Ladder stand-offs - worthwhile?

On 24/02/2016 13:48, Roger Mills wrote:

+1 I've often tied a length of wood to it when working above windows so I can still rest on the masonry
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On Wed, 24 Feb 2016 09:45:35 +0000, no_spam wrote:

off/738-1604.prd

Stay.html.

Just to add - one thing I like about standoffs is that you can attach them about 2/3 up the top half of a two piece ladder and then when you are at gutter height there is still some ladder above you which you can hold on to.
I do not like standing near the top of the ladder which is tucked under the guttering and working "freestyle" on the guttering with nothing substantial to hold onto.
Cheers
Dave R
--
Windows 8.1 on PCSpecialist box

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On 24/02/2016 09:45, no snipped-for-privacy@thanks.com wrote:

Thanks to all - I was tempted to buy a cheapie and add a sheet of aluminium to make a tray but have ordered one of these: http://www.ebay.co.uk/itm/291244932663 .
Having looked around at feet, the rubber pads seem to ne a little controversial so I think for soft surfaces I'll make a cleated board to spread the load and stake it to the ground.
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On 24/02/2016 17:29, no snipped-for-privacy@thanks.com wrote:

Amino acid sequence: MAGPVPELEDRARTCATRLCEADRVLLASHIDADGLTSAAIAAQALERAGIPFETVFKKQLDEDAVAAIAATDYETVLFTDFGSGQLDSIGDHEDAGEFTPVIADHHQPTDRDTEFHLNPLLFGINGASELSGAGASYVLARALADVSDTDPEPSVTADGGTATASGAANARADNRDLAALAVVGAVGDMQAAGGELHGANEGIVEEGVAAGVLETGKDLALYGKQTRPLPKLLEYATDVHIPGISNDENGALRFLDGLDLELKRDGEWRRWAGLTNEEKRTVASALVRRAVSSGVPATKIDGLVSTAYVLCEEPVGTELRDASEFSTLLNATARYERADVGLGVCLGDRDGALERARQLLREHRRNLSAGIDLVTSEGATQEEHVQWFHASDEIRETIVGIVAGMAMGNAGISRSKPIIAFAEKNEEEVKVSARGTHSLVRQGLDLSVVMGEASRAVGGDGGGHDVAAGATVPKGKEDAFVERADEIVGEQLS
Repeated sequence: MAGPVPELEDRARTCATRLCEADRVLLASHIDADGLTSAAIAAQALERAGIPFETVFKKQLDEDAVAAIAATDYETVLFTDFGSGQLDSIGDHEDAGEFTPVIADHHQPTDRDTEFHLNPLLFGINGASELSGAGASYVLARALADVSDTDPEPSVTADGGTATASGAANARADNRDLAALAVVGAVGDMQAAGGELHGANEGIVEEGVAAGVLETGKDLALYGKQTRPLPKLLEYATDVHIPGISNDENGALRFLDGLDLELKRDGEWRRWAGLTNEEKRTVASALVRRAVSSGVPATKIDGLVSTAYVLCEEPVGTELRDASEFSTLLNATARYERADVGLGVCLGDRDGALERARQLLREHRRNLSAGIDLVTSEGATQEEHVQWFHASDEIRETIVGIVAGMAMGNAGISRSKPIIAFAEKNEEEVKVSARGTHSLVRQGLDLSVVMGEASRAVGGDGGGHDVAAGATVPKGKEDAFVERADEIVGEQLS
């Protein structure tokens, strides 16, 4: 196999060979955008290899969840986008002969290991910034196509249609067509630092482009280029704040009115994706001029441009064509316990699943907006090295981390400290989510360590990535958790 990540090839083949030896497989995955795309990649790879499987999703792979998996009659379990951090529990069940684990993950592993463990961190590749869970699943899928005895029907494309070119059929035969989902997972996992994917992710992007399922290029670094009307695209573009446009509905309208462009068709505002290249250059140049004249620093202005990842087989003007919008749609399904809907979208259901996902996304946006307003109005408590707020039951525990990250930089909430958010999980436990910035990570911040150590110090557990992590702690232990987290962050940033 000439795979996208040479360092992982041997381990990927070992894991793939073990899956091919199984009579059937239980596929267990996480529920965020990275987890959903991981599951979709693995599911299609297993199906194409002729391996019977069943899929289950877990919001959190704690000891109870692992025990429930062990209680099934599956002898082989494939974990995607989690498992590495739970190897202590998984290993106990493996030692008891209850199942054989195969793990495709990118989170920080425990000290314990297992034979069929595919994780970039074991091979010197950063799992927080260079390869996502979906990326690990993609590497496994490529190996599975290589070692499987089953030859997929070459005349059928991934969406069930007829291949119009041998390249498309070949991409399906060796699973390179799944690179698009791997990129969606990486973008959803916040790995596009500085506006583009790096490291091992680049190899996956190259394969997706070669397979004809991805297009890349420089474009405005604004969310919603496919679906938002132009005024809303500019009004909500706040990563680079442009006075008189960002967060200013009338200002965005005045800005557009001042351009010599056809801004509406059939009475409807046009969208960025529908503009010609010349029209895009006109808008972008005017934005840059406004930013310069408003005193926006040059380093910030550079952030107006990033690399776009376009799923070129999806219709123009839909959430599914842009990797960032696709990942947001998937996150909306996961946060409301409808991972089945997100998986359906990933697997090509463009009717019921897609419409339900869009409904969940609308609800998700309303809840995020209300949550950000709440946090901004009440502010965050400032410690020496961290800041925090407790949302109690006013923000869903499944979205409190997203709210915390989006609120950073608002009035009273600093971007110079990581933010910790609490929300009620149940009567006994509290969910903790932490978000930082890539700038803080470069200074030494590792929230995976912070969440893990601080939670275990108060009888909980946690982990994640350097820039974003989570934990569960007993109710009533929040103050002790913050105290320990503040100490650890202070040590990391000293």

It was dumped on the doorstep yesterday by Hermes - fortunately it's a low crime area, but at least they put a card through the letterbox to say they'd left it on the doorstep !!. It seems much more solid than others I've seen, with the parts welded together rather than being bent, but that means it's probably a little heavier. Now all I need is the right round tuit.
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I'm 69 and still climbing ladders without mishap. As a child it was my job to pick fruit from trees. Invariably at some point the ladder would settle into the tree to the accompaniment of my fathers voice from below "keep hol d of the ladder it can't fall through the tree because the branches get thi cker as you go". I've never used movable feet, preferring the solid feel of the end of the stiles on the ground. Stand offs are useful additions but i f you are only going to use occasionally think about hiring the item. Also consider zip up scaffold for ease of working.
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no snipped-for-privacy@thanks.com scribbled

I saw a prat repairing a 1st floor window today. He was up a ladder that was on concrete - no feet on it. When he told he should have someone holding the bottom of the ladder he replied "If I drop anything, the lad holding the ladder could get hurt"
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On 24/02/2016 21:23, Jonno wrote:

So you can't go up a ladder on your own any more? Ridiculous
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No - you need to do a Risk Assessment.
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from KT24 in Surrey, England

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On 24/02/2016 21:23, Jonno wrote:

A ladder at the correct angle isn't going to slip on a concrete floor unless you grease it.
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